Vignette: Doctor and poet Robert Seymour Bridges (1844-1930)

ONLY one medical graduate can claim the honour of being named Poet Laureate of the United Kingdom – and that was Robert Bridges.

Bridges was born on October 23rd in Walmer, Kent, the penultimate child in a large and prosperous family. His mother was from Yorkshire. When Robert was only nine his father died and his mother remarried the Reverend Dr John Molesworth, vicar of Rochdale, Lancashire. Immediately he was sent to Eton where he received a privileged education. He enjoyed rowing and cricket at school, but it was his aesthetic sensibility and interest in language that attracted him to poetry. He continued his education at Corpus Christi College, Oxford. There he read the Greats and became friends with the poet Gerard Manley Hopkins.

Bridges almost chose the church for a career but decided that medicine was his vocation. In 1869 he was admitted as a student at St Bartholomew’s Hospital in the city of London, graduating in 1874. Victorian London was smoky and overpopulated, and by 1876 Bridges was a physician at Barts and faced with the impossible task of regularly sifting more than a hundred patients in a morning clinic of the Casualty Department. Dr G C Cook (Wellcome Library for the History and Understanding of Medicine) vividly describes the chaos:

“Bridges considered that it was totally impossible to combine the diagnosis of this large number of patients, with efficiency. The prevailing system was in fact virtually inoperable! People were also ignoring good country doctors (GPs) and, instead, making pilgrimages to St Bartholomew’s. A further criticism was directed to extraneous noise, which precluded adequate auscultatory diagnosis.”

Patients were often sent away with a bottle of iron tonic. Rheumatic fever was common and could be accompanied by excruciating joint pain. Bridges published a paper in the St Bartholomew’s Hospital Reports on the use of splints on a patient “who seemed to be dying of sheer pain”. Morphine was also used. He was critical of doctors who did not treat the pain but merely watched the effects on the heart.

In 1876 he moved to The Great Northern Hospital, in the Caledonian Road. This was a charity hospital devoted to the care of the sick poor of the district. That same year he acted promptly and effectively to control an outbreak of smallpox; some patients were evacuated to Homerton hospital and the remainder were vaccinated. Two years later he became a physician at the Hospital for Sick Children, Great Ormond Street. His poem “On a Dead Child” combines tenderness, faith and clinical observation.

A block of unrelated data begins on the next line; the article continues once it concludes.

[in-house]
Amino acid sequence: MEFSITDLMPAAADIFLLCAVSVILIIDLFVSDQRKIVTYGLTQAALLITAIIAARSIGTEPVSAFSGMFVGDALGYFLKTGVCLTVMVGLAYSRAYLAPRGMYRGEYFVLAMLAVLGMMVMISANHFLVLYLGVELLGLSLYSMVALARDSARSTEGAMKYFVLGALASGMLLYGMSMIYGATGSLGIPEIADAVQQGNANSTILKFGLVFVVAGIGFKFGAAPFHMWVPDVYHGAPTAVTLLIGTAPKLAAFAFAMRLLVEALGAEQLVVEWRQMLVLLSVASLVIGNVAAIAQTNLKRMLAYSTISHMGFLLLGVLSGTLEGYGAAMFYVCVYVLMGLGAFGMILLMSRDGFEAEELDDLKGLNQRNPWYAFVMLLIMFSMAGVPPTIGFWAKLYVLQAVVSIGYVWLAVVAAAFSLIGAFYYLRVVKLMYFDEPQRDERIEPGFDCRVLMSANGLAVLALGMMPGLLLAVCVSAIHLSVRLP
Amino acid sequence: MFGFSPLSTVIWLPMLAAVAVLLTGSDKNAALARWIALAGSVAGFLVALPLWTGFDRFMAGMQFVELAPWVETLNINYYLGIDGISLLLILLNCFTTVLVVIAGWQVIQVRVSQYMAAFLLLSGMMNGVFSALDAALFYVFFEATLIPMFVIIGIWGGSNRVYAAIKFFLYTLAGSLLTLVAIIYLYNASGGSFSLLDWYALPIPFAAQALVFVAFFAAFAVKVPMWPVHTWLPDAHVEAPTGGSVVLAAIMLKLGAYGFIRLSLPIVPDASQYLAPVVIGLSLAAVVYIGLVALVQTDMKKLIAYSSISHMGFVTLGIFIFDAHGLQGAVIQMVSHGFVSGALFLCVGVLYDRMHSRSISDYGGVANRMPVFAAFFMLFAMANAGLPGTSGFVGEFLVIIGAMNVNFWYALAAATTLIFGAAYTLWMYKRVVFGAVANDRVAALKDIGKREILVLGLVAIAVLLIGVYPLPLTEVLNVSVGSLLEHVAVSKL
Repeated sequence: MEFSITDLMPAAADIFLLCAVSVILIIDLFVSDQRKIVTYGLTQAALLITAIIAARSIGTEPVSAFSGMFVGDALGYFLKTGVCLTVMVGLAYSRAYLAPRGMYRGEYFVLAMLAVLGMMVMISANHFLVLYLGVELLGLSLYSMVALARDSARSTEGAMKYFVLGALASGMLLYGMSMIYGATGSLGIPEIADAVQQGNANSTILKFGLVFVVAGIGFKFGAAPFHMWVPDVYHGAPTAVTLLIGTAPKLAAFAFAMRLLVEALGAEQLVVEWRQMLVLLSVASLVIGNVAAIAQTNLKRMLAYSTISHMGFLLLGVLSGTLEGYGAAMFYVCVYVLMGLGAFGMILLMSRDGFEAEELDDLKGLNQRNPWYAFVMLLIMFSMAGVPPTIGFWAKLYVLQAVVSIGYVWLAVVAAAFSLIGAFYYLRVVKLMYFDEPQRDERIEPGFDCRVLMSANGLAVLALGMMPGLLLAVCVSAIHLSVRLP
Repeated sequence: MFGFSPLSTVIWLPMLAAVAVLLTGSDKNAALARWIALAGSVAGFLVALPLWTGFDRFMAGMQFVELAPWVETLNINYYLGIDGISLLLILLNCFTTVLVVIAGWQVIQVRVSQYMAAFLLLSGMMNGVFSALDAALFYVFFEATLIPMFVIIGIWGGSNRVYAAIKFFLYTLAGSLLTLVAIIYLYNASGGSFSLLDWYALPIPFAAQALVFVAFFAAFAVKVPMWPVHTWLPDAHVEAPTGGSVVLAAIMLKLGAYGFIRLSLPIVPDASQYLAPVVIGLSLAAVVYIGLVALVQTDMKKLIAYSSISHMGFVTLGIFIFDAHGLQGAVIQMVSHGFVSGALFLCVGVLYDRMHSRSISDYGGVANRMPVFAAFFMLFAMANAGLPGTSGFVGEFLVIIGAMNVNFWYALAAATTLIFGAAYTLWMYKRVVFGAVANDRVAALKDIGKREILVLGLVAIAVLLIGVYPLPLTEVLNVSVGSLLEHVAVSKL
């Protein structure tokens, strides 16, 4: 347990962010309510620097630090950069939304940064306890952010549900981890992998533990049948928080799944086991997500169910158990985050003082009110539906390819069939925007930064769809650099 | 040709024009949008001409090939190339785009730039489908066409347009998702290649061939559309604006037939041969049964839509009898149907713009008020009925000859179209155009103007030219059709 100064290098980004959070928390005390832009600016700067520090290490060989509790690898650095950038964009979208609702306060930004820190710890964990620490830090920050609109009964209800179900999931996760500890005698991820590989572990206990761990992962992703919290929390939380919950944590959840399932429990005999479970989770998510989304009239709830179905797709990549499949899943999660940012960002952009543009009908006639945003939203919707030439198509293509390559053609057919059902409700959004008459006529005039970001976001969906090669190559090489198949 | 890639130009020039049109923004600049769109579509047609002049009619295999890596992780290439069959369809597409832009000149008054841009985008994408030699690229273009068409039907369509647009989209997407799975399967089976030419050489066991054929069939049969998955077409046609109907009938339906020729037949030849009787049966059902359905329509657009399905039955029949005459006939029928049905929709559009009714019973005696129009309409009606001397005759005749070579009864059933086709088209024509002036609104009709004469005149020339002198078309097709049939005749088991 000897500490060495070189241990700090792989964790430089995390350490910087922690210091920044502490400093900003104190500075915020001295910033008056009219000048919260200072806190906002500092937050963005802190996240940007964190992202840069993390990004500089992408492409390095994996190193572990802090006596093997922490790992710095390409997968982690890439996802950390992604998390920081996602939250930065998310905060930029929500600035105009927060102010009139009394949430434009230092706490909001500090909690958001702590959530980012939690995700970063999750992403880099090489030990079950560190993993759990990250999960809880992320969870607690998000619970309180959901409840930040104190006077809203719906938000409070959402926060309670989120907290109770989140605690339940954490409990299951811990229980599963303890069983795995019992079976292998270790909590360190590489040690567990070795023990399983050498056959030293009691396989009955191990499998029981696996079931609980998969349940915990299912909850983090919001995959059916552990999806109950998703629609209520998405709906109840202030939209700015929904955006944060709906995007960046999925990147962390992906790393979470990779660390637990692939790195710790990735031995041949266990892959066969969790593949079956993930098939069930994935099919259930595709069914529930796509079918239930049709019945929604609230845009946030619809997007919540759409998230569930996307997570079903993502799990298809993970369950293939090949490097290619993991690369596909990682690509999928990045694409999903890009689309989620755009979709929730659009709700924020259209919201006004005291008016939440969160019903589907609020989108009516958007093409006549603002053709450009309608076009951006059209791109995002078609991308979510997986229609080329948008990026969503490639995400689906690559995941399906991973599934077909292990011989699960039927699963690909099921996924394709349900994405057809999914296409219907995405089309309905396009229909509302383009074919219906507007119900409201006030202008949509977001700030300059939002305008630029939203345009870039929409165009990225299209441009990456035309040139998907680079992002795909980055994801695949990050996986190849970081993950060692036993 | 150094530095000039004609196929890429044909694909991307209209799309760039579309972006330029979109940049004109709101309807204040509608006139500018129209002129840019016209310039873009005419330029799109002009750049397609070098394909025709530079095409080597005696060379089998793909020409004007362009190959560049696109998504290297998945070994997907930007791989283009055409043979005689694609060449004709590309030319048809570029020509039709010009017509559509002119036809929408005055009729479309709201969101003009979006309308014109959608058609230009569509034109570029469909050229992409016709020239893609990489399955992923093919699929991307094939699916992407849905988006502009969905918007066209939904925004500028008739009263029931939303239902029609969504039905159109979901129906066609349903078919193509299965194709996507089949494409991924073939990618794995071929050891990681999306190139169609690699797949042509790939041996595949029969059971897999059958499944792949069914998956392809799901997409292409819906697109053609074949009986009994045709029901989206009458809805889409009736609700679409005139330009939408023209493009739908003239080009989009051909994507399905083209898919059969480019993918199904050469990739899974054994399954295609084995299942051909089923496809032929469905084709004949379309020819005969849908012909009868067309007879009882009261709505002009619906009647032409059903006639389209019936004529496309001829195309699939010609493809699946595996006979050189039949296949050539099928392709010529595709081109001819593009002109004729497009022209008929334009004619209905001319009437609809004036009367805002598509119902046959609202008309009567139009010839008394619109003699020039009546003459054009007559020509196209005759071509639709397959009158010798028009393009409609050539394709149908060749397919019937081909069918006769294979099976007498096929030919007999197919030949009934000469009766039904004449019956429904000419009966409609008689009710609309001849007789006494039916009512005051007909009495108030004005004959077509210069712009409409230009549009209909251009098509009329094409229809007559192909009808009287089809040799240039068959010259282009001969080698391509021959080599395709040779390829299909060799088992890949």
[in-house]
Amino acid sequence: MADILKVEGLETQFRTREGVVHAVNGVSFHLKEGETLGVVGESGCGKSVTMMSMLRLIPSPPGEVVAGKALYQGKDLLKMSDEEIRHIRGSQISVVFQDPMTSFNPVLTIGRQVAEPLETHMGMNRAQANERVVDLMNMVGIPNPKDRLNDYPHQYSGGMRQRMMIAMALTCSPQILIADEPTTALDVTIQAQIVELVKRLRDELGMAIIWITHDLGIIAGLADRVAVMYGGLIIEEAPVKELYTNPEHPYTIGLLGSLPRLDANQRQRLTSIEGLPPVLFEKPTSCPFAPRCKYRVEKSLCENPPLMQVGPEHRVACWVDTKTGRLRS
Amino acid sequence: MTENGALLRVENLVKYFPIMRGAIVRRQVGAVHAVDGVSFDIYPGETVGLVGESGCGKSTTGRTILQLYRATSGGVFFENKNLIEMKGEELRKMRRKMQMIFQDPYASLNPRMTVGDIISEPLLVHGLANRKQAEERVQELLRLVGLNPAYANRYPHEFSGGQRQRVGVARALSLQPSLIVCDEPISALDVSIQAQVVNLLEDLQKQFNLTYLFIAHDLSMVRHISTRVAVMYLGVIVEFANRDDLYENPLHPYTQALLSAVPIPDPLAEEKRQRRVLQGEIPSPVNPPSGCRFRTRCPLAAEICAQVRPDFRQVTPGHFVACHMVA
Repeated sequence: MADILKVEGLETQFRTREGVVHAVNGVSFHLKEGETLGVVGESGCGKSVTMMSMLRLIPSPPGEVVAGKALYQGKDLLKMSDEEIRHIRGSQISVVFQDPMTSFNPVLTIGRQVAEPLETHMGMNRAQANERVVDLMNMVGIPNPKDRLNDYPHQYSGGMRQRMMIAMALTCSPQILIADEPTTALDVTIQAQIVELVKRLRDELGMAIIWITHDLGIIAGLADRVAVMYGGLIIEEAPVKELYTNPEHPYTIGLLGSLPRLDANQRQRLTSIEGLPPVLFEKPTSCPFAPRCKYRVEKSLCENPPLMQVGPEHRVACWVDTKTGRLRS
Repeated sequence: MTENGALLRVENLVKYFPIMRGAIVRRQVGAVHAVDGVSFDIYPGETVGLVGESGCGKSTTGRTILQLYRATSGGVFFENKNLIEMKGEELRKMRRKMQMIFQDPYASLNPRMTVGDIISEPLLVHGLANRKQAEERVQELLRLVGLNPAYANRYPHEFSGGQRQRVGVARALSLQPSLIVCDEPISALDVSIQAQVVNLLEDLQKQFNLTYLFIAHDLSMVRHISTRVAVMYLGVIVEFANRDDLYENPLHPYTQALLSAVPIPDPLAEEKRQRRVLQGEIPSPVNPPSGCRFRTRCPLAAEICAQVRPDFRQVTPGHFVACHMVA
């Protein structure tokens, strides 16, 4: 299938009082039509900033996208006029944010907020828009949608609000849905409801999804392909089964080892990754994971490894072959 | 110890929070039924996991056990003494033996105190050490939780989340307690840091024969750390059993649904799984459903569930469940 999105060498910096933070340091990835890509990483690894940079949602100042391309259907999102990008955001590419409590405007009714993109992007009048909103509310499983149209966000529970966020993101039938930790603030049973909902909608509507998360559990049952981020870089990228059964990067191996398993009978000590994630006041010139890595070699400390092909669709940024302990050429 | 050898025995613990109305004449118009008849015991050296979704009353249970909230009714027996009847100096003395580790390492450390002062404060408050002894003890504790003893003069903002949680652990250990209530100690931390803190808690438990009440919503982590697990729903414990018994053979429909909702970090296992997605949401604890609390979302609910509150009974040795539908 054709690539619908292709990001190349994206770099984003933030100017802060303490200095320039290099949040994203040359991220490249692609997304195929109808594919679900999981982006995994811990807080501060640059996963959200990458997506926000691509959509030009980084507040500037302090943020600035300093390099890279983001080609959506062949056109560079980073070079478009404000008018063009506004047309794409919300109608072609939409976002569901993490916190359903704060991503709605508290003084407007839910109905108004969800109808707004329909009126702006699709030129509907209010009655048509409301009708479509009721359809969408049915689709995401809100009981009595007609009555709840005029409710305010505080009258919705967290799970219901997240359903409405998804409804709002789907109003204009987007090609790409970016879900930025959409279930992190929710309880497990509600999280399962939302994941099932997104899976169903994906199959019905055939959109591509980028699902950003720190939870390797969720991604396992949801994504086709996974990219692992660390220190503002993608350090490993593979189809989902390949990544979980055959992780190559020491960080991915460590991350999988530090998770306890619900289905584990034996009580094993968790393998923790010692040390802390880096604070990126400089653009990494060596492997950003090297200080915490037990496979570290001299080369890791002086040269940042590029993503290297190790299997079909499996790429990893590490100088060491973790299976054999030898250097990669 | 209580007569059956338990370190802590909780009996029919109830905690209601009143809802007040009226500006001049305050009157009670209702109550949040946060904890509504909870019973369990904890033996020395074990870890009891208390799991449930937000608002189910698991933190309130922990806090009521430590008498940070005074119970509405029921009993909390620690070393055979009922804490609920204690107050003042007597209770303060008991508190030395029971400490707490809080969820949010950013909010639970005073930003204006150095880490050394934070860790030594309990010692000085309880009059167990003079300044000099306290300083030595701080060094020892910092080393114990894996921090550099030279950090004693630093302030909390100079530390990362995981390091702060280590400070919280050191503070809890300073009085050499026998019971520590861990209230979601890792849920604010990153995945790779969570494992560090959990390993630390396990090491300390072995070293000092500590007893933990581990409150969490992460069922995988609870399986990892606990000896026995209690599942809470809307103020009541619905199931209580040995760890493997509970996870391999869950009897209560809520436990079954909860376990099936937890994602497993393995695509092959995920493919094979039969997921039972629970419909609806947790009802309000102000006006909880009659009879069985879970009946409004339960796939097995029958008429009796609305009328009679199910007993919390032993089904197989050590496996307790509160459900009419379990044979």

Bridges fell ill with pneumonia and empyema in 1881. His recovery was helped by a tour of Italy but he decided it was time to retire from medicine and write poetry in the fresh air of the country. His mother joined him at the Manor of Yattendon, Berkshire. There he co-produced the Yattendon Hymnal. He married Monica Waterhouse, the daughter of an architect, in September 1884. They had a son and two daughters. He named his son Edward after a brother who had died when he was a student. In the early years of the 20th century the Bridges family moved to Oxford.

His first volumes of poems were published privately, but he was recognised by Smith and Elder as a poet of note and when the Oxford Press published an edition of Poetical Works in 1912 he became famous. He was appointed Poet Laureate to King George V the following year. He was a founding member of the Society for Pure English. It aimed to guide education authorities and influence popular taste.

At the outbreak of war Bridges sent a poem to The Times, it was printed September 24th 1914 in the TLS. “Hell and Hate” was inspired by a painting in his bedroom. Personal suffering when Edward was wounded strengthened Robert Bridges’ patriotism and focused it on an anthology of prose and poetry for war time, The Spirit of Man. The first line of one of his best known poems “I love all beauteous things, I seek and adore them” is a theme throughout his work. “London Snow” shows a contrast to the noisy clamour he knew:

When men were all asleep the snow came flying,

In large white flakes falling on the city brown,

Stealthily and perpetually settling and loosely lying,

Hushing the latest traffic of the drowsy town;

Shortly before his death he completed a long philosophical poem “The Testament of Beauty” which was reprinted again and again in its first year.

Among many honours, it was FRCP given in 1900 that was dearest to him.

Julia Merrick is a freelance writer and editor

PHOTO: National Portrait Gallery

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